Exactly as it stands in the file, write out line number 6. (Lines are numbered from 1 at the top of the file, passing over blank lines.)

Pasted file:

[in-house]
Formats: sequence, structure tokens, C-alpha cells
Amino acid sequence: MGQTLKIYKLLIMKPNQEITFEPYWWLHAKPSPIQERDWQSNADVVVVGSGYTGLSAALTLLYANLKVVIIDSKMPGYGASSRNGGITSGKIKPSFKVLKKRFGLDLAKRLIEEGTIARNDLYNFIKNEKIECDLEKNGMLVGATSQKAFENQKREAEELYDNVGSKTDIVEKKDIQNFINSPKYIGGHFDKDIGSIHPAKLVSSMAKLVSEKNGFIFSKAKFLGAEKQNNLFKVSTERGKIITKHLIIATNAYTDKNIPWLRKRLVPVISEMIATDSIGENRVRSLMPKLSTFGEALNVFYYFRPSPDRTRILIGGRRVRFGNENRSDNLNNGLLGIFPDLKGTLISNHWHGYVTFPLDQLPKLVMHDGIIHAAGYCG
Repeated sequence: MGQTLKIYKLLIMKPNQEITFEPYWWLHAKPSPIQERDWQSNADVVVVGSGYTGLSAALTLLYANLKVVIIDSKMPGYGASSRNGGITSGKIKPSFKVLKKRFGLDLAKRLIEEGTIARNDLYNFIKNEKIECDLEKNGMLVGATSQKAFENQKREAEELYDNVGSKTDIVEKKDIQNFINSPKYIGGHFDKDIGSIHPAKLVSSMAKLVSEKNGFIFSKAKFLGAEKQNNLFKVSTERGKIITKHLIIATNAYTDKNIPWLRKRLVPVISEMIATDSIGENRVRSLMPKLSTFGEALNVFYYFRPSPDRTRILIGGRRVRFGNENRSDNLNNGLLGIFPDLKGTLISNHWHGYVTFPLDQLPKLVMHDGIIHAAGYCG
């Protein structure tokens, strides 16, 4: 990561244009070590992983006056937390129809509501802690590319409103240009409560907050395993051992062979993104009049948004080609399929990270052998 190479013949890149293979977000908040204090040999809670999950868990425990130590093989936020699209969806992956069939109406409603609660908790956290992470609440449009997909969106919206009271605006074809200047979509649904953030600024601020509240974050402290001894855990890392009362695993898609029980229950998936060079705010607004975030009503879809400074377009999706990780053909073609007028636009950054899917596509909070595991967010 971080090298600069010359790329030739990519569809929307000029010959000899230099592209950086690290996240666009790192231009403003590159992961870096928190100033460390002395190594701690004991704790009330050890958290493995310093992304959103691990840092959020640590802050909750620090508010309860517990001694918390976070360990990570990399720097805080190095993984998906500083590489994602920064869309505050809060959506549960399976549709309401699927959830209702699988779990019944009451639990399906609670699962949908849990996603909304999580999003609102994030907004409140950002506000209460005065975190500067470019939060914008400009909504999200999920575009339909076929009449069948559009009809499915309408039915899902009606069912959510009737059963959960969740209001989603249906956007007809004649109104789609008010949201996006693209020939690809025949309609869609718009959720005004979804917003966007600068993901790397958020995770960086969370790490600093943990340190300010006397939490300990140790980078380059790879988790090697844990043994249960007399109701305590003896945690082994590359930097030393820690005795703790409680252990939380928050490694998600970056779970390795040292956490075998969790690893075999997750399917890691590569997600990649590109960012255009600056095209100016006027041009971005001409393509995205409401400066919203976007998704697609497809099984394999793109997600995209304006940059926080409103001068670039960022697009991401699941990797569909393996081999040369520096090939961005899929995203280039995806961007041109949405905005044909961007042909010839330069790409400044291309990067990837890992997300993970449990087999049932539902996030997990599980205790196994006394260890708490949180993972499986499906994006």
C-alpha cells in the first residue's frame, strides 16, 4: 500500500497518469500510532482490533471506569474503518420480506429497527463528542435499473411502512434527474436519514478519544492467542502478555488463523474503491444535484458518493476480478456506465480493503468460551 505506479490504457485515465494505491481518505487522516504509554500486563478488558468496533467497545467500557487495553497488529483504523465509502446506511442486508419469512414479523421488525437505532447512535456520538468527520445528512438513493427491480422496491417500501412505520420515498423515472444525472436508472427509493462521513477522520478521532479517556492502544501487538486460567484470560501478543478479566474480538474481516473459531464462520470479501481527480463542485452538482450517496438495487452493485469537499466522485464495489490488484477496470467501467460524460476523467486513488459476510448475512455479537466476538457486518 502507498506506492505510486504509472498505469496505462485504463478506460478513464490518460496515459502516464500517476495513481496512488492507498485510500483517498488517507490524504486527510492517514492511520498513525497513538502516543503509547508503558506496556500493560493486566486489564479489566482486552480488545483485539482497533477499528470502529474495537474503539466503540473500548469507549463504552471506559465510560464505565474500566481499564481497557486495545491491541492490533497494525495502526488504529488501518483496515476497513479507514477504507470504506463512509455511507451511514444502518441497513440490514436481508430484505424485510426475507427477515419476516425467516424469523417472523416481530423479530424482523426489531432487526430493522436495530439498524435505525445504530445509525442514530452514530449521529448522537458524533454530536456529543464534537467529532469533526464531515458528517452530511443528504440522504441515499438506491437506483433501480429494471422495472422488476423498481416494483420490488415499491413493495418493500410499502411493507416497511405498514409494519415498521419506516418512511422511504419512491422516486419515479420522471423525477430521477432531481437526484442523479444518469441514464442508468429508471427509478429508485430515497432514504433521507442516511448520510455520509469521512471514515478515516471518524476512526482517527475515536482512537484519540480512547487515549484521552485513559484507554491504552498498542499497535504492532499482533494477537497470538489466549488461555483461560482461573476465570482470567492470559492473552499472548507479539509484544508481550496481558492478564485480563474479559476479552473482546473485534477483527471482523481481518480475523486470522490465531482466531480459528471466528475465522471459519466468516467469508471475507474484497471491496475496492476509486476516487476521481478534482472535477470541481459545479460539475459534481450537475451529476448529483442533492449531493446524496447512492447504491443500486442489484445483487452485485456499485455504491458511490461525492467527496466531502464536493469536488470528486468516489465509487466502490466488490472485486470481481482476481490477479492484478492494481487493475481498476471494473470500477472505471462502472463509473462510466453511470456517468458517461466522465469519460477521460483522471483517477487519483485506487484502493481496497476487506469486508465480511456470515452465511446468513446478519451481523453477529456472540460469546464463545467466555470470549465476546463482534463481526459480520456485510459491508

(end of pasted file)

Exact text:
C-alpha cells in the first residue's frame, strides 16, 4: 500500500497518469500510532482490533471506569474503518420480506429497527463528542435499473411502512434527474436519514478519544492467542502478555488463523474503491444535484458518493476480478456506465480493503468460551 505506479490504457485515465494505491481518505487522516504509554500486563478488558468496533467497545467500557487495553497488529483504523465509502446506511442486508419469512414479523421488525437505532447512535456520538468527520445528512438513493427491480422496491417500501412505520420515498423515472444525472436508472427509493462521513477522520478521532479517556492502544501487538486460567484470560501478543478479566474480538474481516473459531464462520470479501481527480463542485452538482450517496438495487452493485469537499466522485464495489490488484477496470467501467460524460476523467486513488459476510448475512455479537466476538457486518 502507498506506492505510486504509472498505469496505462485504463478506460478513464490518460496515459502516464500517476495513481496512488492507498485510500483517498488517507490524504486527510492517514492511520498513525497513538502516543503509547508503558506496556500493560493486566486489564479489566482486552480488545483485539482497533477499528470502529474495537474503539466503540473500548469507549463504552471506559465510560464505565474500566481499564481497557486495545491491541492490533497494525495502526488504529488501518483496515476497513479507514477504507470504506463512509455511507451511514444502518441497513440490514436481508430484505424485510426475507427477515419476516425467516424469523417472523416481530423479530424482523426489531432487526430493522436495530439498524435505525445504530445509525442514530452514530449521529448522537458524533454530536456529543464534537467529532469533526464531515458528517452530511443528504440522504441515499438506491437506483433501480429494471422495472422488476423498481416494483420490488415499491413493495418493500410499502411493507416497511405498514409494519415498521419506516418512511422511504419512491422516486419515479420522471423525477430521477432531481437526484442523479444518469441514464442508468429508471427509478429508485430515497432514504433521507442516511448520510455520509469521512471514515478515516471518524476512526482517527475515536482512537484519540480512547487515549484521552485513559484507554491504552498498542499497535504492532499482533494477537497470538489466549488461555483461560482461573476465570482470567492470559492473552499472548507479539509484544508481550496481558492478564485480563474479559476479552473482546473485534477483527471482523481481518480475523486470522490465531482466531480459528471466528475465522471459519466468516467469508471475507474484497471491496475496492476509486476516487476521481478534482472535477470541481459545479460539475459534481450537475451529476448529483442533492449531493446524496447512492447504491443500486442489484445483487452485485456499485455504491458511490461525492467527496466531502464536493469536488470528486468516489465509487466502490466488490472485486470481481482476481490477479492484478492494481487493475481498476471494473470500477472505471462502472463509473462510466453511470456517468458517461466522465469519460477521460483522471483517477487519483485506487484502493481496497476487506469486508465480511456470515452465511446468513446478519451481523453477529456472540460469546464463545467466555470470549465476546463482534463481526459480520456485510459491508